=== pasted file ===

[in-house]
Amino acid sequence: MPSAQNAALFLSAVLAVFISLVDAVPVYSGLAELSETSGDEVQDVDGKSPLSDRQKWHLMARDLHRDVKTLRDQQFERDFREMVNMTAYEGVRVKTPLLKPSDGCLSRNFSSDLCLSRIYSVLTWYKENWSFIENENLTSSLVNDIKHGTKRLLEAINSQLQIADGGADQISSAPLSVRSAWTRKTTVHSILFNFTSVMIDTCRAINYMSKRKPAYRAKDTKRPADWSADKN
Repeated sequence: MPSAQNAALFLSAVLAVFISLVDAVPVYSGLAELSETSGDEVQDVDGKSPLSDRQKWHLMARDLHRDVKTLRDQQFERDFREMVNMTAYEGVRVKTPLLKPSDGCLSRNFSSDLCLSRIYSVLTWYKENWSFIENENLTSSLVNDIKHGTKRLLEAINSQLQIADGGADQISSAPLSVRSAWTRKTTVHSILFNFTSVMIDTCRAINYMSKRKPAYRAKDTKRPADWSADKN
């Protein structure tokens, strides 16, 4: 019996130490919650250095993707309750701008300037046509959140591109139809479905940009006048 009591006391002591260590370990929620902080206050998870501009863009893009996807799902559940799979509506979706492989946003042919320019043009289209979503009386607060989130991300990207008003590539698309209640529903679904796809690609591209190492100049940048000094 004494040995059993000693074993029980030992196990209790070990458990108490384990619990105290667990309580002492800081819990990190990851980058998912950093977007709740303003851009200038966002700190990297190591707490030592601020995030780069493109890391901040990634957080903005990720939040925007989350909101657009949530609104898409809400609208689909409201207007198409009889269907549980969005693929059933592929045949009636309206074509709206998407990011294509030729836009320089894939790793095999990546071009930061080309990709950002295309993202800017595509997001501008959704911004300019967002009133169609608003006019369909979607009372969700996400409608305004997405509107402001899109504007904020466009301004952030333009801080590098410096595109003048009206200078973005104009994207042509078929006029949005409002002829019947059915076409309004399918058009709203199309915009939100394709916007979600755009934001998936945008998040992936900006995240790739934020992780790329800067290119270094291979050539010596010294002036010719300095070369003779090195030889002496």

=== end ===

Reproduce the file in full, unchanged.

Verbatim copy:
[in-house]
Amino acid sequence: MPSAQNAALFLSAVLAVFISLVDAVPVYSGLAELSETSGDEVQDVDGKSPLSDRQKWHLMARDLHRDVKTLRDQQFERDFREMVNMTAYEGVRVKTPLLKPSDGCLSRNFSSDLCLSRIYSVLTWYKENWSFIENENLTSSLVNDIKHGTKRLLEAINSQLQIADGGADQISSAPLSVRSAWTRKTTVHSILFNFTSVMIDTCRAINYMSKRKPAYRAKDTKRPADWSADKN
Repeated sequence: MPSAQNAALFLSAVLAVFISLVDAVPVYSGLAELSETSGDEVQDVDGKSPLSDRQKWHLMARDLHRDVKTLRDQQFERDFREMVNMTAYEGVRVKTPLLKPSDGCLSRNFSSDLCLSRIYSVLTWYKENWSFIENENLTSSLVNDIKHGTKRLLEAINSQLQIADGGADQISSAPLSVRSAWTRKTTVHSILFNFTSVMIDTCRAINYMSKRKPAYRAKDTKRPADWSADKN
């Protein structure tokens, strides 16, 4: 019996130490919650250095993707309750701008300037046509959140591109139809479905940009006048 009591006391002591260590370990929620902080206050998870501009863009893009996807799902559940799979509506979706492989946003042919320019043009289209979503009386607060989130991300990207008003590539698309209640529903679904796809690609591209190492100049940048000094 004494040995059993000693074993029980030992196990209790070990458990108490384990619990105290667990309580002492800081819990990190990851980058998912950093977007709740303003851009200038966002700190990297190591707490030592601020995030780069493109890391901040990634957080903005990720939040925007989350909101657009949530609104898409809400609208689909409201207007198409009889269907549980969005693929059933592929045949009636309206074509709206998407990011294509030729836009320089894939790793095999990546071009930061080309990709950002295309993202800017595509997001501008959704911004300019967002009133169609608003006019369909979607009372969700996400409608305004997405509107402001899109504007904020466009301004952030333009801080590098410096595109003048009206200078973005104009994207042509078929006029949005409002002829019947059915076409309004399918058009709203199309915009939100394709916007979600755009934001998936945008998040992936900006995240790739934020992780790329800067290119270094291979050539010596010294002036010719300095070369003779090195030889002496």